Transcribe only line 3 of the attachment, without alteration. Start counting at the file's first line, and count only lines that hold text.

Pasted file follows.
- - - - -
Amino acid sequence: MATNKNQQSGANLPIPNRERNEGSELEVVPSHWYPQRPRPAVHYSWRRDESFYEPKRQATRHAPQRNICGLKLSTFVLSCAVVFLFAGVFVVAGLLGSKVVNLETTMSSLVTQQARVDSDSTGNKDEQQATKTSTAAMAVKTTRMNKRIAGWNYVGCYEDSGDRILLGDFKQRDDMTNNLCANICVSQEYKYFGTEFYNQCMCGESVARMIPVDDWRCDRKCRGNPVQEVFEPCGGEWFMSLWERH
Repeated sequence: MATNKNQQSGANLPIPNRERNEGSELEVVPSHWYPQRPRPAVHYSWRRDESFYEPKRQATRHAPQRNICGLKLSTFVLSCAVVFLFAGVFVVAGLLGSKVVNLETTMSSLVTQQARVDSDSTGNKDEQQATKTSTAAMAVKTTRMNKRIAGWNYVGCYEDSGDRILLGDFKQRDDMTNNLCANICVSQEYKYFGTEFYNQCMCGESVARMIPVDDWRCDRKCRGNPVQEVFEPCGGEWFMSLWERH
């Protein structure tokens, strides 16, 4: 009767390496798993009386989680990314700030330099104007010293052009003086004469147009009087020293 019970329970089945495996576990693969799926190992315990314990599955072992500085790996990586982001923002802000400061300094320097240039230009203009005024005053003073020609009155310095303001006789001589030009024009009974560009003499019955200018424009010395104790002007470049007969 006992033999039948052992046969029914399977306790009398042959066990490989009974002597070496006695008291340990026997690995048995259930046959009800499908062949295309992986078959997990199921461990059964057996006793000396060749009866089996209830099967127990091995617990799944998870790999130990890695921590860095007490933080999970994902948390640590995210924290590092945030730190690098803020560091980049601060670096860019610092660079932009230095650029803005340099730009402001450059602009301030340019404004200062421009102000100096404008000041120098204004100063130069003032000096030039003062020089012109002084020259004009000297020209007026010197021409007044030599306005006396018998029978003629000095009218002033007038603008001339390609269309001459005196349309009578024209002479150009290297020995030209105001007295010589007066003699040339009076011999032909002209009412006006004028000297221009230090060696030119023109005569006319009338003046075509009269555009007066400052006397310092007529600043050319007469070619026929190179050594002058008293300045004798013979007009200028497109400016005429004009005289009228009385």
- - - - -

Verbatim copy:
């Protein structure tokens, strides 16, 4: 009767390496798993009386989680990314700030330099104007010293052009003086004469147009009087020293 019970329970089945495996576990693969799926190992315990314990599955072992500085790996990586982001923002802000400061300094320097240039230009203009005024005053003073020609009155310095303001006789001589030009024009009974560009003499019955200018424009010395104790002007470049007969 006992033999039948052992046969029914399977306790009398042959066990490989009974002597070496006695008291340990026997690995048995259930046959009800499908062949295309992986078959997990199921461990059964057996006793000396060749009866089996209830099967127990091995617990799944998870790999130990890695921590860095007490933080999970994902948390640590995210924290590092945030730190690098803020560091980049601060670096860019610092660079932009230095650029803005340099730009402001450059602009301030340019404004200062421009102000100096404008000041120098204004100063130069003032000096030039003062020089012109002084020259004009000297020209007026010197021409007044030599306005006396018998029978003629000095009218002033007038603008001339390609269309001459005196349309009578024209002479150009290297020995030209105001007295010589007066003699040339009076011999032909002209009412006006004028000297221009230090060696030119023109005569006319009338003046075509009269555009007066400052006397310092007529600043050319007469070619026929190179050594002058008293300045004798013979007009200028497109400016005429004009005289009228009385």